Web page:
This small plant has 5 to 15 white flowers with a green midvein, they hang noticeably to one side. The common name comes from the odour when a leaf is crushed and the shape of the flowering stem really is three sided. Dense tufts form from tightly packed bulbs; the green leaves are smooth on the upper side with a keel (central ridge) on the reverse. They generally prefer damp, shady areas such as stream sides, ditches and woodlands. Distribution: Iberia eastwards to Italy.

White Asphodel (Asphodelus albus)
Tall flower spikes to around 1m in height adorned by white flowers. Each star shaped flower has a brown stripe on the reverse of the 6 petals. It differs from the Branched asphodel in only occasionally forming branches, its papery bracts are a conspicuous dark brown and it is more frequent at higher altitudes. The leaves are grey-green, sword shaped and in lax clumps. Seen amidst limestone outcrops and in high pastures, it is unpalatable. Distribution: Mediterranean area.

Violet Cabbage (Moricandia moricandiodes)
Small violet flowers, of four petals with a darker centre, decorate this finely branched plant. The leaves are grey / green and thickened. It can grow to around one metre tall and create large colonies, although it is often more scattered. It grows mainly in clay soils on roadside banks, field edges and uncultivated ground. Distribution: Eastern and southern Spain.

Some of the local plants in flower during March:


(Read about orchids in Spain here:

  • Sombre bee orchid (Ophrys fusca)
  • Bee orchid (Ophrys bombiliflora)
  • Sawfly orchid (Ophrys tenthredinifera)
  • Giant orchid (Himantoglossum robertianum)
  • Conical orchid (Orchis conica)
  • Mirror orchid (Ophrys speculum)
  • Southern early purple orchid (Ophrys olbiensis)
  • Narcissus baeticus (Also known as Narcissus assoanus subsp praelongus)
  • Narcissus cuatrecasasii
  • Hoop Petticoat Narcissus (Narcissus bulbocodium)
  • Bean trefoil (Anagyris foetida)
  • Western gorse (Ulex parviflorus)
  • Field marigold (Calendula arvensis)
  • Bermuda buttercup (Oxalis pes-caprae)
  • Yellow anemone (Anemone palmate)
  • Hairy thorny broom (Calicotome villosa)
  • Spanish broom (Spartium junceum)
  • Jersey buttercup (Ranunculus paludosus)
  • Bay Tree (Laurus nobilis)
Green, Brown
  • Stinking Hellebore (Helleborus foetidus)
  • Large Mediterranean Spurge (Euphorbia characias)
  • Friars Cowl (Arisarum simorrhinum)
  • Spurge laurel (Daphne laureola)
  • Spanish fritillary (Fritillaria hispanica)
Pink, Blue, Purple

Pink catchfly (Silene colorata)
Periwinkle (Vinca difformis)
Tree germander (Teucrium fruticans)
Romulea (Romulea bulbocodium)
Rosemary (Rosmarinus officinalis)
Southern Knapweed (Centaurea pullata)
Fedia (Fedia cornucopiae)
Common mallow (Malva sylvestris)
Andaluz storksbill (Erodium primulaceum)
Cut-leaved dame’s violet (Hesperis laciniata)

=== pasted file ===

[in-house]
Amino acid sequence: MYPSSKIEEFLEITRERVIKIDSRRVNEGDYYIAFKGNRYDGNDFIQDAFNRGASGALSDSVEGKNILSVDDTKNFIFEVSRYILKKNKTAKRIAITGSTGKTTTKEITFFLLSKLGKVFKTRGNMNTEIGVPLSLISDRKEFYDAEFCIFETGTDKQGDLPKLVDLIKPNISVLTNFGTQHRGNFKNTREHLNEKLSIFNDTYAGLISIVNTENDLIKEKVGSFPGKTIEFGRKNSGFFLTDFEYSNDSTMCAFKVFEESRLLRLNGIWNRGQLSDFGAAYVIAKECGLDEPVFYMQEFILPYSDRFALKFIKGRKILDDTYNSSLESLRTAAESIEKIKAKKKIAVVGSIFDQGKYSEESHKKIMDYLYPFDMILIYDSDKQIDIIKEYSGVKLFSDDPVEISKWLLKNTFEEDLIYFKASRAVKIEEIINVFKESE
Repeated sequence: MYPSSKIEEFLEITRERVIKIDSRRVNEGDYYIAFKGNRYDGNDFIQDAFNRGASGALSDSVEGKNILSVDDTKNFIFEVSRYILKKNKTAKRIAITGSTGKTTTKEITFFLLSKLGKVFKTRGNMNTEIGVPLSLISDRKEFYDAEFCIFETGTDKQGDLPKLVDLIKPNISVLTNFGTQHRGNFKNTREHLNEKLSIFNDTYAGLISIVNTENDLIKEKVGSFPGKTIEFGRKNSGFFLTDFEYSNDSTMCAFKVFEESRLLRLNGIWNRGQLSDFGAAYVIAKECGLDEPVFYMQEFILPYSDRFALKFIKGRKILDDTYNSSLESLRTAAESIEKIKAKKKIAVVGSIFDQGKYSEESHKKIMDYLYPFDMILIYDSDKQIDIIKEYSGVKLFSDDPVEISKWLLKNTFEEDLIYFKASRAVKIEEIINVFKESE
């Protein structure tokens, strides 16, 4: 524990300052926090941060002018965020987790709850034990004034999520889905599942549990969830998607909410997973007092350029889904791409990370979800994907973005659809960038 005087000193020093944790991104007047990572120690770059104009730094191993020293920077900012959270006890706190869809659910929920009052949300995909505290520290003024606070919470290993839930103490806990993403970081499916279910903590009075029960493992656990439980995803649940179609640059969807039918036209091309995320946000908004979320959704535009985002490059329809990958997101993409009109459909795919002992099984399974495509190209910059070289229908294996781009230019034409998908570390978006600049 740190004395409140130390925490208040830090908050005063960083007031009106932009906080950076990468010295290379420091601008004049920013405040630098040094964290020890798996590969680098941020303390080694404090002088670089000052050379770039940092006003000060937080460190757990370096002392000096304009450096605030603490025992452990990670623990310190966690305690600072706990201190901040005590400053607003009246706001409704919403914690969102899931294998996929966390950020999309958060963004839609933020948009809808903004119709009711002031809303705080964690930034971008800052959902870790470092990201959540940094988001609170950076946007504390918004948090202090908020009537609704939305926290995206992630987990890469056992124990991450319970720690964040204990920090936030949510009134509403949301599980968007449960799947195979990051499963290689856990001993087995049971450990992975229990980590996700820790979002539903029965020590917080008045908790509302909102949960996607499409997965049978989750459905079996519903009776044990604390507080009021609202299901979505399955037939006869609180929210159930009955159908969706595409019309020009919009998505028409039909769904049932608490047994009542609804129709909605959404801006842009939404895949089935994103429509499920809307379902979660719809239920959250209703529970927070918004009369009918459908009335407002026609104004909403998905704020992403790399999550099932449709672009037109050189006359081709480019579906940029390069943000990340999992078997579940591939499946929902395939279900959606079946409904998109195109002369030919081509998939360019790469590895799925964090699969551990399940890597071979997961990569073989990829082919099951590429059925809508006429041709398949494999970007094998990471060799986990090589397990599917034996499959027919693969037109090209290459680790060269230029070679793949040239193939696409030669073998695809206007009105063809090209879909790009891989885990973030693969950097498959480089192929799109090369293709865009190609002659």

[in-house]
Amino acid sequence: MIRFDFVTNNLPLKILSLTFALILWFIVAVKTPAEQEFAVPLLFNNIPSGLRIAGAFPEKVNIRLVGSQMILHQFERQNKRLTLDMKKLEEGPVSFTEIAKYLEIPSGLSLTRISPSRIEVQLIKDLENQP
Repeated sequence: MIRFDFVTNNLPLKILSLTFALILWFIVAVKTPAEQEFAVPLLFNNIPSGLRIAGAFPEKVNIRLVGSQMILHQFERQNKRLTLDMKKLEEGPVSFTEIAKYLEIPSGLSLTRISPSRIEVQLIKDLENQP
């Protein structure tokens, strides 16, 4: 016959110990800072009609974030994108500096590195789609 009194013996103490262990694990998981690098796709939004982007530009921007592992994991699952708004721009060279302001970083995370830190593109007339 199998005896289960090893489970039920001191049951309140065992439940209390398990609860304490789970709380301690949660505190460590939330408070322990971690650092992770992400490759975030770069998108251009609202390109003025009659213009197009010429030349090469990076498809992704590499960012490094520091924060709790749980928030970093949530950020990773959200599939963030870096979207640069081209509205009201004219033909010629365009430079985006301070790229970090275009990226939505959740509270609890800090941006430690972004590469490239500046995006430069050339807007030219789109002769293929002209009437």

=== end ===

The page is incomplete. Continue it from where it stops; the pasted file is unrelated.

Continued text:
Hound’s tongue (Cynoglossum cheirifolium)
Hound’s tongue (Cynoglossum clandestinum)
Merendera (Merendera androcymbioides)
Shiny crane’s-bill (Geranium lucidum)
Cut-leaved crane’s-bill (Geranium dissectum)
Barbary nut iris (Gynandriris Sisyrinchium)
Butcher’s broom (Ruscus aculeatus)
Grape hyacinth (Muscari neglectum)
Spanish bluebells (Scilla hispanica)
Spanish lavender (Lavandula stoechas)


Branched asphodel (Asphodelus ramosus)
Star of Bethlehem (Ornithogalum orthophyllum)
Meadow saxifrage (Saxifraga granulata)
Common daisy (Bellis sylvestris)
Marsh chamomile (Chamaemelum fuscatum)
Shepherds purse (Capsella bursa-pastoris)
Sweet Alyssum (Lobularia maritime)
Tree heather (Erica arborea)
Laurustinus (Viburnum tinus)
Blackthorn (Prunus spinosa)
White Watercress (Rorippa nasturtium-aquaticum)

Signs and notices

Whilst out and about in the countryside here in Andalucia, you are bound to come across a variety of signs and notices telling you what kind of area you are in or whether you are about to stray onto private land. You may find signs telling you to “keep out!!” or to “Please close the gate”. More and more fences are going up and access to land is being restricted. In some cases trails and paths are closed and directional signs taken down illegally. (see Via pecuaria below)

Basically the rules to follow, whether on horseback, walking or cycling in the countryside are:
  1. Have an up to date map with the footpath shown
  2. Don’t go through a gate that has a Propiedad Privada sign on it.
  3. Respect private land (Propiedad Privada) and stay on designated footpaths
Continue reading Signs and notices

Water in the Grazalema Natural Park

The natural park of Grazalema is known for its many natural mountain springs, streams, river sources and fountains. Water in the Grazalema natural Park has always been extremely valuable to the local population with shepherds and hunters knowing where the wells and natural springs were, especially the precious ones that never dried up even through the heat of a long summer. These men and women were able to set off into the Sierras with a small leather pouch which they refilled as they walked instead of having the burden of several litres in a rucksack which would slow their pace.

Water in the Grazalema Natural Park
A waterfall in the Gaidovar valley, Grazalema

The location of such water sources has been passed on from generation to generation and the springs have been cleaned, maintained and protected, a tradition which still survives amongst the older generations.